Larry Vaughan, associate program director of the USAID-funded Integrated Pest Management Collaborative Research Support Program (IPM CRSP) and research associate in the Office of International Research, Education, and Development (OIRED), and Foster Agblevor, associate professor of biological systems engineering, traveled to Senegal to speak about their biopesticide research at the "International Scientific Seminar on Desert Locusts" held in Dakar in January.
Biopesticides are types of pesticides derived from natural materials such as microbes, principally viruses, bacteria, and fungi. "The biopesticide that is registered for use in West Africa derives from a fungus that is a specific pathogen of locusts and grasshoppers. It specifically targets those insects and does not affect non-target organisms," Vaughan said.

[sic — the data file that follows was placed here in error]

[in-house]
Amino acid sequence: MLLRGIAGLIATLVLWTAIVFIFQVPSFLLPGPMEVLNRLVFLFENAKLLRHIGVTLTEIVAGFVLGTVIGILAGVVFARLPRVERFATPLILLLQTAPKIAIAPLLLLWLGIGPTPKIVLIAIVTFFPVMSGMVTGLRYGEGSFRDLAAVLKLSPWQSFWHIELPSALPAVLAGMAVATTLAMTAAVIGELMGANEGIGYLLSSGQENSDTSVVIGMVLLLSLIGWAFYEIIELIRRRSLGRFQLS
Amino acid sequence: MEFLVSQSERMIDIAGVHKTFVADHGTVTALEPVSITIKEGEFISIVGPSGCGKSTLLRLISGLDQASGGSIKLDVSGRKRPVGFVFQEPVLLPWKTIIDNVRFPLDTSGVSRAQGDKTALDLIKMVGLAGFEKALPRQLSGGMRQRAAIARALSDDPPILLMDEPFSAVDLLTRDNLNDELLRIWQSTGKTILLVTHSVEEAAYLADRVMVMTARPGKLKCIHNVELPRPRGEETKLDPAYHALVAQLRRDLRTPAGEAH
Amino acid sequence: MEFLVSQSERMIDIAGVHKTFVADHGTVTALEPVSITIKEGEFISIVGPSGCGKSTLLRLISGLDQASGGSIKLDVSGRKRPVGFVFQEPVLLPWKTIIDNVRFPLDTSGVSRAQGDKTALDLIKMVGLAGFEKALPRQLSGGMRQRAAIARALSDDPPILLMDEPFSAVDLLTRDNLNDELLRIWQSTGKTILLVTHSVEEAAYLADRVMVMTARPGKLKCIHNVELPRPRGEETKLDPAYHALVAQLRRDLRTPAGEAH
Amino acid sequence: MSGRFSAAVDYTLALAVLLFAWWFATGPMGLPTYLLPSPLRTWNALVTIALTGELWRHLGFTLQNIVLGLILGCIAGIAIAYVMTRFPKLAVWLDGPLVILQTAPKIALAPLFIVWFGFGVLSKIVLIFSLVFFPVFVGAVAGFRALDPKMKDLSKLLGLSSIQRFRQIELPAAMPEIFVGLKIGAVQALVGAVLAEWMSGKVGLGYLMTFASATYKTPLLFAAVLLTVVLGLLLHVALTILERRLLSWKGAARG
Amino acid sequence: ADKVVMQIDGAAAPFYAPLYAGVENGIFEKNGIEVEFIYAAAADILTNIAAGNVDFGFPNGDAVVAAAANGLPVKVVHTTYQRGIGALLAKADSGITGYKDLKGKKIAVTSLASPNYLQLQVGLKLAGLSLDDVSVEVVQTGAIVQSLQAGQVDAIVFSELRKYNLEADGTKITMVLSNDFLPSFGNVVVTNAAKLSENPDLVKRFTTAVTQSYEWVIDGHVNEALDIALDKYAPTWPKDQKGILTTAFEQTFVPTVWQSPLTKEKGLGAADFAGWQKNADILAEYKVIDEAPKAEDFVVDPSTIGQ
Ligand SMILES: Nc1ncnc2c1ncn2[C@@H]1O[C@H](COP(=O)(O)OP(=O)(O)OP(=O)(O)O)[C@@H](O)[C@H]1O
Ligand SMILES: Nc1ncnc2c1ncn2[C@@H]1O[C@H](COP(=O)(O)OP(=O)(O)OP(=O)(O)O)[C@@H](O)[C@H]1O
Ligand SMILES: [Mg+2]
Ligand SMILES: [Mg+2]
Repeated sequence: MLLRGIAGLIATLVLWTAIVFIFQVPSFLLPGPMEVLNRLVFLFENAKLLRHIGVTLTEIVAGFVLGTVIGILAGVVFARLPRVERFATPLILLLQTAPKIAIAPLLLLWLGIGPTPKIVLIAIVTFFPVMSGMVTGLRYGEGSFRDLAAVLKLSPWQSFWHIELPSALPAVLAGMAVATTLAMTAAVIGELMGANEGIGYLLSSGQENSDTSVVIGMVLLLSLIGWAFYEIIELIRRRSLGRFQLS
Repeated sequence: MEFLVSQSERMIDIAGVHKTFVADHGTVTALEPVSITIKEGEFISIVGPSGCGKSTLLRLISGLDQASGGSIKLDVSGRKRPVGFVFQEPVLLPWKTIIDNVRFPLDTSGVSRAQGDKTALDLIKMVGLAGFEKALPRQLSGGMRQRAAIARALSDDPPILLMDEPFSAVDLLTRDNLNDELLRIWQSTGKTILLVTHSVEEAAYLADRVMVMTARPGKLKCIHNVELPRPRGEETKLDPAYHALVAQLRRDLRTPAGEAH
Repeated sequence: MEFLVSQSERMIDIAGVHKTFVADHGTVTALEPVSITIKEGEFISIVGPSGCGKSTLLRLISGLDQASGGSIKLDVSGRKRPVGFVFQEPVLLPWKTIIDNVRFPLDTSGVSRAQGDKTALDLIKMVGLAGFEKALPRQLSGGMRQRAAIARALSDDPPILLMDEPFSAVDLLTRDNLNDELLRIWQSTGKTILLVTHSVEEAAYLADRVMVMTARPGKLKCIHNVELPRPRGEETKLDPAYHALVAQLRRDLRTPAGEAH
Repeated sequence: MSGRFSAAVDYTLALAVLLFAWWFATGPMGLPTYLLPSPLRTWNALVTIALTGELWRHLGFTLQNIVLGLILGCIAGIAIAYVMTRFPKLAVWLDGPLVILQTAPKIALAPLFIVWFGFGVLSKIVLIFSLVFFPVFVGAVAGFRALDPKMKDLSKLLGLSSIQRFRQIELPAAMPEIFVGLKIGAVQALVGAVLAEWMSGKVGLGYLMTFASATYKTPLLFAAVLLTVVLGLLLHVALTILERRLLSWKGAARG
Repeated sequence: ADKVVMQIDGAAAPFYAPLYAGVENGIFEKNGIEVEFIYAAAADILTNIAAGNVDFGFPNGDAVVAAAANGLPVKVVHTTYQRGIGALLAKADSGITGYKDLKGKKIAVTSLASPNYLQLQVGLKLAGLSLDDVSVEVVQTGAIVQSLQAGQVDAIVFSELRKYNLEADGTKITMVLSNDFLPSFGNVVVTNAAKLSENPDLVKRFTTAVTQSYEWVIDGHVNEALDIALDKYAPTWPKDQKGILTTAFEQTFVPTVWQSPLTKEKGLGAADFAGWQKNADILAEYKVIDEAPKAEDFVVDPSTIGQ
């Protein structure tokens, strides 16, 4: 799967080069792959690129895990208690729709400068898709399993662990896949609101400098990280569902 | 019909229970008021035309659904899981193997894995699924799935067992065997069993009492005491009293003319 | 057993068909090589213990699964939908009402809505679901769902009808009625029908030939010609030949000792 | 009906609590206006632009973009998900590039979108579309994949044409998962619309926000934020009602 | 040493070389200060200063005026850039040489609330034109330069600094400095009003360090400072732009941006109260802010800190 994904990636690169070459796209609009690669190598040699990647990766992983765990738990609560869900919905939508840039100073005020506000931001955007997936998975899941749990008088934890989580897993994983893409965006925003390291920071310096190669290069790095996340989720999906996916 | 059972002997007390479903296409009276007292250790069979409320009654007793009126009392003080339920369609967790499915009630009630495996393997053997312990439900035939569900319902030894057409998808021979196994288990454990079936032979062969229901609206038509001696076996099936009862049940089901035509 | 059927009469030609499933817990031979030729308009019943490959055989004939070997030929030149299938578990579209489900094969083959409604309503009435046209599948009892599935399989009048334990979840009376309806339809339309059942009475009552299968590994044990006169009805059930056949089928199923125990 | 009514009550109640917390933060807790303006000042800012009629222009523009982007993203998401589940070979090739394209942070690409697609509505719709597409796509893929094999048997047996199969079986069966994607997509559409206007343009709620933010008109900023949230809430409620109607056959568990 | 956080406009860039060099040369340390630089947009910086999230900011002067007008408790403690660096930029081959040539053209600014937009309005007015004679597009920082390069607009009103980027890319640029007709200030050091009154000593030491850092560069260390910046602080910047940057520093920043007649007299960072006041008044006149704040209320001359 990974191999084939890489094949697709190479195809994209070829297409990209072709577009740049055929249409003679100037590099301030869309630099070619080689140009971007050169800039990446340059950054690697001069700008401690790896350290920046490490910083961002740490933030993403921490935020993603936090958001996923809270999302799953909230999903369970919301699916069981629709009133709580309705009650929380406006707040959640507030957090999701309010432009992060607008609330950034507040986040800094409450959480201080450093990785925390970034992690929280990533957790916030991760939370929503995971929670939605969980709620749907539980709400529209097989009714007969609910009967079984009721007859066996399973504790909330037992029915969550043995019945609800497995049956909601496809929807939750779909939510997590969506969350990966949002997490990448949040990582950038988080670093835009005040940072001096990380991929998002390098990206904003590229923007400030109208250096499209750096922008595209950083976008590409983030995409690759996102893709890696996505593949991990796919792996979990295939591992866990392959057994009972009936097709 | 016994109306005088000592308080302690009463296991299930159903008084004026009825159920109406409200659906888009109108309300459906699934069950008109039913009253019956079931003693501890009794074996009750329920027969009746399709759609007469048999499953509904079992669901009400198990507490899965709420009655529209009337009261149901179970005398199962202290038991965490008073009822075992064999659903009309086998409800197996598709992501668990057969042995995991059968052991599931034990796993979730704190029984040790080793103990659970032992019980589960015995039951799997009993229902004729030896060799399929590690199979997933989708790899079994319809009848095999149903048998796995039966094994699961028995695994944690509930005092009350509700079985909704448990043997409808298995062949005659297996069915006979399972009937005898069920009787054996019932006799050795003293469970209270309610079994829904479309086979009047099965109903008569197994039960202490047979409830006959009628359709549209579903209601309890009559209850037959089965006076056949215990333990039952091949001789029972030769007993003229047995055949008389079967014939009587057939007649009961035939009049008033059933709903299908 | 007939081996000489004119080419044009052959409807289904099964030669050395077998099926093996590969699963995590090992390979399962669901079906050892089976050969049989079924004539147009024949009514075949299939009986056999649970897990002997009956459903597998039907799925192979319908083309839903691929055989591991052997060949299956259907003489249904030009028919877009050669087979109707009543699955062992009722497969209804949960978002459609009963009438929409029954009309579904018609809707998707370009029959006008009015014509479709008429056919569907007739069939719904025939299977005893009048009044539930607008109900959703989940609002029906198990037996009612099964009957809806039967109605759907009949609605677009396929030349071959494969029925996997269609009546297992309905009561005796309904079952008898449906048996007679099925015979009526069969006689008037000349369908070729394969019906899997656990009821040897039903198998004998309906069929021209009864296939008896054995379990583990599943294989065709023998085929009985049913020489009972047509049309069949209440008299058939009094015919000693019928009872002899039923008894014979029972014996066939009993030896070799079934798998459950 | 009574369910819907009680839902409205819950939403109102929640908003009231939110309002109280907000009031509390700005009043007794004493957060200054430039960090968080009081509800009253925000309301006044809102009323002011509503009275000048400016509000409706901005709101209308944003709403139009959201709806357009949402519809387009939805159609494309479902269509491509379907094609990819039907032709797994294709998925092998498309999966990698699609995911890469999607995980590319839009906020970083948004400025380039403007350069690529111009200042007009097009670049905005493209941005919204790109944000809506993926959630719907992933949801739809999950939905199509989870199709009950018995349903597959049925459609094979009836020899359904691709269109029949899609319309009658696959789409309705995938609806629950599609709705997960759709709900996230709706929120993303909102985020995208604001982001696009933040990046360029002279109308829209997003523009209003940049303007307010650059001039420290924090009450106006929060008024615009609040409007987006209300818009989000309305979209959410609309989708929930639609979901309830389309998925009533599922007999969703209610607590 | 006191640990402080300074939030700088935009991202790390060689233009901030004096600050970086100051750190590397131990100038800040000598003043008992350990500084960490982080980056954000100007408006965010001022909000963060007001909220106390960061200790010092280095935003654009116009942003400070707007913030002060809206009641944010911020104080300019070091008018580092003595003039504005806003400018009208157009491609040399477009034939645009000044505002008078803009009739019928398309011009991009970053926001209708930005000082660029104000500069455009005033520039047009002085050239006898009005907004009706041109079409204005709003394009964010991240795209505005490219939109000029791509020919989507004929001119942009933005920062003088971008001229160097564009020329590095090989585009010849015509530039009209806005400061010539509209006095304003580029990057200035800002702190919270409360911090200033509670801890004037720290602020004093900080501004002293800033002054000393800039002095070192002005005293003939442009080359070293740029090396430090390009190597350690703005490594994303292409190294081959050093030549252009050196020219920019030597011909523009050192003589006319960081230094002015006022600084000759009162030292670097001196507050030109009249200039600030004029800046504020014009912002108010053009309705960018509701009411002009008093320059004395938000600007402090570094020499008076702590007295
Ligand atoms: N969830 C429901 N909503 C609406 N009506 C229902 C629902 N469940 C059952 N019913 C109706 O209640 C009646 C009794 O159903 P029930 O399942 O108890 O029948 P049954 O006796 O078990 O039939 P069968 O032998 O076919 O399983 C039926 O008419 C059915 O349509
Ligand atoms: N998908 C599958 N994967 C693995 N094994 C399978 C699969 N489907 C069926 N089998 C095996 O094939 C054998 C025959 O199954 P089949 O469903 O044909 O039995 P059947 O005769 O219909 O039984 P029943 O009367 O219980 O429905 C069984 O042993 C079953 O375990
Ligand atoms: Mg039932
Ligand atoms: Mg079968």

"The persistence of base biopesticides is low in the environment because of degradation from sunlight," Agblevor said. "We have developed coating technologies to improve on the environmental persistence of the biopesticide, specifically a lignin coating for the spores, which increases their resistance to ultraviolet radiation." Research at Virginia Tech demonstrated UV resistance 15 times greater for coated spores as compared to non-coated spores. "This technology is applicable to many other biopesticides and should make them more effective as well,." Agblevor said
Local officials are calling the infestation in West Africa the worst in 18 years. The pests invaded the region last summer, affecting millions of acres of farmland. The locusts are in recession now because t